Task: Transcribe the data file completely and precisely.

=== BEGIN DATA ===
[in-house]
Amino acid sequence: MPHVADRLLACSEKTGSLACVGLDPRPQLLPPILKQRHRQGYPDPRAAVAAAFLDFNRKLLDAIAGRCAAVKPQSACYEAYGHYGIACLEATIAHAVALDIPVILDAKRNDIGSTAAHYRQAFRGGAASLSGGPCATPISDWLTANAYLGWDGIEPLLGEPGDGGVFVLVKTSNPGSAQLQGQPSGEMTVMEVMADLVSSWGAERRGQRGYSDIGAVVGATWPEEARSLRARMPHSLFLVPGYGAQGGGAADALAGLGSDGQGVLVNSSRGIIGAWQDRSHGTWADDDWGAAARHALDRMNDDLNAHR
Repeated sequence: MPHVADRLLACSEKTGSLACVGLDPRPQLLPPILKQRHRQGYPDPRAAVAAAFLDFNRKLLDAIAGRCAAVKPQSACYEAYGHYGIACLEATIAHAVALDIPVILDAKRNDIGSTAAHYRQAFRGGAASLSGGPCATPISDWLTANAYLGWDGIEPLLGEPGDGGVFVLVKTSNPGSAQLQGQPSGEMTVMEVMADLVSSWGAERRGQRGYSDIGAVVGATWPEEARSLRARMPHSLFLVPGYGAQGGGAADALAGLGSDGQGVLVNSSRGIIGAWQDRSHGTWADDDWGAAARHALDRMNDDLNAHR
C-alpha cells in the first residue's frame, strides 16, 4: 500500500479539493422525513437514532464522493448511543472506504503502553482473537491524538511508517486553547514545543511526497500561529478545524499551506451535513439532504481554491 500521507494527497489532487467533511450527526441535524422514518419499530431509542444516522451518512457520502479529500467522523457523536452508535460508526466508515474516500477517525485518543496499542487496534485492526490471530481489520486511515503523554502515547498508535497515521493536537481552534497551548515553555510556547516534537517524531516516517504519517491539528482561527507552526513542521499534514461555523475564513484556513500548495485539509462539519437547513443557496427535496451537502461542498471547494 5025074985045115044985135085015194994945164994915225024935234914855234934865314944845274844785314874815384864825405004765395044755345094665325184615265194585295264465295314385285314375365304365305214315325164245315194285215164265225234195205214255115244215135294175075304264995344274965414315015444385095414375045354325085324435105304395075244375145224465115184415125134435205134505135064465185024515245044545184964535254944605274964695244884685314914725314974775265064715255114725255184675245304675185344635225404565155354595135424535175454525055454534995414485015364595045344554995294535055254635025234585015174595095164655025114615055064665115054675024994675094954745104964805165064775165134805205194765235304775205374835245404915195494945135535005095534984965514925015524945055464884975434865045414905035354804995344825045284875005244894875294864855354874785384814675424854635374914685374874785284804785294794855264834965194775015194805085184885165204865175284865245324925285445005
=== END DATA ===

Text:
[in-house]
Amino acid sequence: MPHVADRLLACSEKTGSLACVGLDPRPQLLPPILKQRHRQGYPDPRAAVAAAFLDFNRKLLDAIAGRCAAVKPQSACYEAYGHYGIACLEATIAHAVALDIPVILDAKRNDIGSTAAHYRQAFRGGAASLSGGPCATPISDWLTANAYLGWDGIEPLLGEPGDGGVFVLVKTSNPGSAQLQGQPSGEMTVMEVMADLVSSWGAERRGQRGYSDIGAVVGATWPEEARSLRARMPHSLFLVPGYGAQGGGAADALAGLGSDGQGVLVNSSRGIIGAWQDRSHGTWADDDWGAAARHALDRMNDDLNAHR
Repeated sequence: MPHVADRLLACSEKTGSLACVGLDPRPQLLPPILKQRHRQGYPDPRAAVAAAFLDFNRKLLDAIAGRCAAVKPQSACYEAYGHYGIACLEATIAHAVALDIPVILDAKRNDIGSTAAHYRQAFRGGAASLSGGPCATPISDWLTANAYLGWDGIEPLLGEPGDGGVFVLVKTSNPGSAQLQGQPSGEMTVMEVMADLVSSWGAERRGQRGYSDIGAVVGATWPEEARSLRARMPHSLFLVPGYGAQGGGAADALAGLGSDGQGVLVNSSRGIIGAWQDRSHGTWADDDWGAAARHALDRMNDDLNAHR
C-alpha cells in the first residue's frame, strides 16, 4: 500500500479539493422525513437514532464522493448511543472506504503502553482473537491524538511508517486553547514545543511526497500561529478545524499551506451535513439532504481554491 500521507494527497489532487467533511450527526441535524422514518419499530431509542444516522451518512457520502479529500467522523457523536452508535460508526466508515474516500477517525485518543496499542487496534485492526490471530481489520486511515503523554502515547498508535497515521493536537481552534497551548515553555510556547516534537517524531516516517504519517491539528482561527507552526513542521499534514461555523475564513484556513500548495485539509462539519437547513443557496427535496451537502461542498471547494 5025074985045115044985135085015194994945164994915225024935234914855234934865314944845274844785314874815384864825405004765395044755345094665325184615265194585295264465295314385285314375365304365305214315325164245315194285215164265225234195205214255115244215135294175075304264995344274965414315015444385095414375045354325085324435105304395075244375145224465115184415125134435205134505135064465185024515245044545184964535254944605274964695244884685314914725314974775265064715255114725255184675245304675185344635225404565155354595135424535175454525055454534995414485015364595045344554995294535055254635025234585015174595095164655025114615055064665115054675024994675094954745104964805165064775165134805205194765235304775205374835245404915195494945135535005095534984965514925015524945055464884975434865045414905035354804995344825045284875005244894875294864855354874785384814675424854635374914685374874785284804785294794855264834965194775015194805085184885165204865175284865245324925285445005